Google Rejected Play Store Fee Changes Due to Impact on Revenue, Epic Lawsuit Shows
Google considered charging a set fee per app but dropped the idea due to concerns about potential losses of billions of dollars.
Alphabet Inc.'s Google considered changing its app store pricing model to circumvent a regulatory crackdown, but abandoned a proposal to charge a set fee per app after it became clear that could cost the company billions of dollars, according to documents released late Thursday.
Google created Project Everest in 2021 to reconsider the Play Store billing model, according to the documents, which were released as part of an antitrust suit by Epic Games Inc. Google last week lost the suit brought by the maker of Fortnite when a federal jury found the tech giant abused its monopoly power over the app store.
Sparked by mounting pressure from regulators and developers over Google Play's hefty 30% commission, the presentation showed the search giant was concerned about staving off what it saw as potential regulatory overreach.
“We can defend the status quo for a few months,” Google said in the presentation. “Making proposed changes sooner may help support reasonable legislation, position Google as a leader, and prevent more draconian legislation.”
Project Everest explored charging developers piecemeal service fees for putting their apps or games in the Play Store, with additional fees for user downloads, updates and referrals. But the company estimated that model created “potential for significant loss” from $1 billion to $2 billion for apps and $6 billion to $9 billion for games.
Instead, employees recommended allowing app developers to process payments themselves in exchange for paying Google a lower fee. The company estimated the change would reduce the store's annual revenue between $250 million and $1.3 billion, depending on how many users opted for the other payment choice. That solution essentially mirrors the $700 million settlement Google announced last week with a group of state attorneys general from about three dozen states and consumers.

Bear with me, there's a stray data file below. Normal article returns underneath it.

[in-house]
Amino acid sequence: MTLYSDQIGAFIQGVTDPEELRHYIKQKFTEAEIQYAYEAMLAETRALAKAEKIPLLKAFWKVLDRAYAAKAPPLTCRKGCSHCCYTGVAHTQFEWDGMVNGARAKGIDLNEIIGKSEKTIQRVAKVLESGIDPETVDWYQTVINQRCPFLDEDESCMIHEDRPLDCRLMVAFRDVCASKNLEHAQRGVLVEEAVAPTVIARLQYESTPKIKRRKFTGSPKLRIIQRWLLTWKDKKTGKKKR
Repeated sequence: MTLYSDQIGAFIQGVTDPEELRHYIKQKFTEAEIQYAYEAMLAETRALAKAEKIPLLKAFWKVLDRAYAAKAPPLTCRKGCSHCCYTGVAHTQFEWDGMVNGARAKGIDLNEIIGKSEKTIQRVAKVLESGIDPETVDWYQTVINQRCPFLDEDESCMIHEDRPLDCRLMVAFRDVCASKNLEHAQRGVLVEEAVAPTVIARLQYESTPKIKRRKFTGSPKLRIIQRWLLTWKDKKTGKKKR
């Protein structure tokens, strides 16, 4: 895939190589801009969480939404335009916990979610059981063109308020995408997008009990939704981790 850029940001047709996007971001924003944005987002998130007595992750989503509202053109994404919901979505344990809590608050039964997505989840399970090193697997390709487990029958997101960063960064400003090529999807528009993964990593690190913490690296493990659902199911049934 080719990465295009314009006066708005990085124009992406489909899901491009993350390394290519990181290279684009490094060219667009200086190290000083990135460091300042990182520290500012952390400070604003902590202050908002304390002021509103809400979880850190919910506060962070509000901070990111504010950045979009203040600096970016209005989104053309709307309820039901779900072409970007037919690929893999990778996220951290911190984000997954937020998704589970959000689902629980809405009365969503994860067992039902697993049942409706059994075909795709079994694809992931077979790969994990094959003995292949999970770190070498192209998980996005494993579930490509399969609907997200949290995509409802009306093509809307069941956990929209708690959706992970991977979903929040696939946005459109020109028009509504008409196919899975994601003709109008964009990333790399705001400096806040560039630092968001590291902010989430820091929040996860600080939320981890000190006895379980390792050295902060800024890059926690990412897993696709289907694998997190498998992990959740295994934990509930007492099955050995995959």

Google's loss to Epic threatens to roil an app store duopoly with Apple Inc. that generates close to $200 billion a year and dictates how billions of consumers use mobile devices. Epic has spent years railing against the Apple and Google's practice of charging commissions of as much as 30% to software developers who typically have few other options. Google's loss is likely to accelerate the weakening of app store rules, which have already come under fire from regulators and lawmakers around the world.
Mobile app developers have long complained that Google's commissions are too high and require them to charge consumers more, a grievance that has led countries like Korea to require the company to open its app stores to other payment systems. New European Union rules set to come into effect in March will also require Google and Apple to open up their stores.
Dozens of state attorneys general also sued Google in 2021, alleging the company employed unlawful tactics to block competition and ensure that developers have no choice but to go through the Play Store. On Monday, the states announced that Google would pay $700 million and allow developers to use their own payment systems to resolve the suit.
Google's internal documents, however, indicate the company was already moving that way.
Google spokesman Dan Jackson said the fees help the company maintain investment in Android and the Play Store. Google has also reduced fees on subscriptions and on the first $1 million that developers make in the store.
Under the title “User Choice Billing,” the company rolled out the program in 2022 the lets app developers process payments themselves and give Google a slightly lower fee of 26% or 11% on subscriptions.
“User Choice Billing is designed to address choice,” Purnima Kochikar, one of the Google employees involved in designing it, testified as part of Epic's trial. About 80 developers have opted to move to User Choice Billing as of May 2023, she testified.